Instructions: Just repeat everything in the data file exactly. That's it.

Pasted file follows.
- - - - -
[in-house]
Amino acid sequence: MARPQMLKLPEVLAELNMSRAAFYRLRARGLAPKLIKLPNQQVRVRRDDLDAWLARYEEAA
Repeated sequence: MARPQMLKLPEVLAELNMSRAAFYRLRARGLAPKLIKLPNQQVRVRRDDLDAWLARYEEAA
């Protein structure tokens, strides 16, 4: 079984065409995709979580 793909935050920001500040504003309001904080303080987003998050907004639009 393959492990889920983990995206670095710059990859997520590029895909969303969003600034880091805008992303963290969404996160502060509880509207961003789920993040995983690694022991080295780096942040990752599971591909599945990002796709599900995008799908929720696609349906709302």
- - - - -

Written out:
[in-house]
Amino acid sequence: MARPQMLKLPEVLAELNMSRAAFYRLRARGLAPKLIKLPNQQVRVRRDDLDAWLARYEEAA
Repeated sequence: MARPQMLKLPEVLAELNMSRAAFYRLRARGLAPKLIKLPNQQVRVRRDDLDAWLARYEEAA
């Protein structure tokens, strides 16, 4: 079984065409995709979580 793909935050920001500040504003309001904080303080987003998050907004639009 393959492990889920983990995206670095710059990859997520590029895909969303969003600034880091805008992303963290969404996160502060509880509207961003789920993040995983690694022991080295780096942040990752599971591909599945990002796709599900995008799908929720696609349906709302």